South Africa wants biofuels to account for 2% of its total fuel production by 2013 but will exclude the staple maize as a source, the Cabinet announced on Nov. 6.
A new strategy envisages a pilot phase for biofuel production starting next year, with the 2013 target revised downward from an initial draft proposal of 4.5%. "The revision of the target is in consideration of agricultural concerns," said Minerals and Energy Minister Buyelwa Sonjica, adding that maize would not be used for the development of biofuel in the initial stages of the plan. "This is largely due to food security concerns, fears around price increases and the fact that maize is a staple food source for the majority of the poor in the country."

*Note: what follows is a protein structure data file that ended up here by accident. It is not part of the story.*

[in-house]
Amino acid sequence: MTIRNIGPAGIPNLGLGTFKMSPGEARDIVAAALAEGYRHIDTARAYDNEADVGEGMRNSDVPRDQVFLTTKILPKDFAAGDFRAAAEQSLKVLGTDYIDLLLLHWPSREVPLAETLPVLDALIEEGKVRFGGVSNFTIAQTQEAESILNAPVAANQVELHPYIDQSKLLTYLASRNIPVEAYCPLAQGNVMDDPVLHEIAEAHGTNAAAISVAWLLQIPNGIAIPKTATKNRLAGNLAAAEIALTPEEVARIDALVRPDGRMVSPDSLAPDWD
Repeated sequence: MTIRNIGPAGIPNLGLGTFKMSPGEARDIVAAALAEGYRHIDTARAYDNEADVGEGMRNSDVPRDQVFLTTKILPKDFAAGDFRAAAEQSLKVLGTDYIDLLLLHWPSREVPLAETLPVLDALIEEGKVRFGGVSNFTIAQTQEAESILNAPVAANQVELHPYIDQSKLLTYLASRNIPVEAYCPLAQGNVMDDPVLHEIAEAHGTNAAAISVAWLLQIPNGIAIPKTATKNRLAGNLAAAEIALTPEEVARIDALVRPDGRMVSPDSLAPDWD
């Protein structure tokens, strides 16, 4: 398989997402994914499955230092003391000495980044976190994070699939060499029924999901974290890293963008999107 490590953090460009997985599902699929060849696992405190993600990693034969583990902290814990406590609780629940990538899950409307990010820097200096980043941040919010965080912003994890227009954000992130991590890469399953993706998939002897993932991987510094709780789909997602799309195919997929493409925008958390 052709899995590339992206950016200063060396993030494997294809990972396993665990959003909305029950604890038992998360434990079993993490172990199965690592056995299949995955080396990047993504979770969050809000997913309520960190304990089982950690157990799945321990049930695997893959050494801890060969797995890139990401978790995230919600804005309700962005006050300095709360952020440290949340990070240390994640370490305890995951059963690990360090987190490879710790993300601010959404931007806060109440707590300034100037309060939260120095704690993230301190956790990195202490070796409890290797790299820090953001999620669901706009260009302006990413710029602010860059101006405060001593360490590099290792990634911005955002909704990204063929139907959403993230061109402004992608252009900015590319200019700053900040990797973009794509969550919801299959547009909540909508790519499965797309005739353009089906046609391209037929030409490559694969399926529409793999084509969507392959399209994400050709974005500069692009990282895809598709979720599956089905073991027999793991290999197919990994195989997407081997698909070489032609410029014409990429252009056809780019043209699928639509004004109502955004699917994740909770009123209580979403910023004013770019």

Instead, soya beans, canola and sunflower would be used for bio-diesel production, and sugar cane and sugar beet for ethanol.
As an incentive, the fuel levy exemption on bio-diesel will increase from 40% to 50%, while bio-ethanol will enjoy a 100% exemption, said the minister.
The strategy, she added, was developed in response to concerns over fuel supply security and volatile international crude oil prices. "It also seeks to promote renewable fuels and to contribute to the reduction of emissions, helping to mitigate... climate change."
South Africa meets about 36% of domestic liquid fuels demand by the production of synthetic fuels, largely from coal and natural gas. The remaining 64% is refined locally from imported crude oil.
Copyright Agence France-Presse, 2007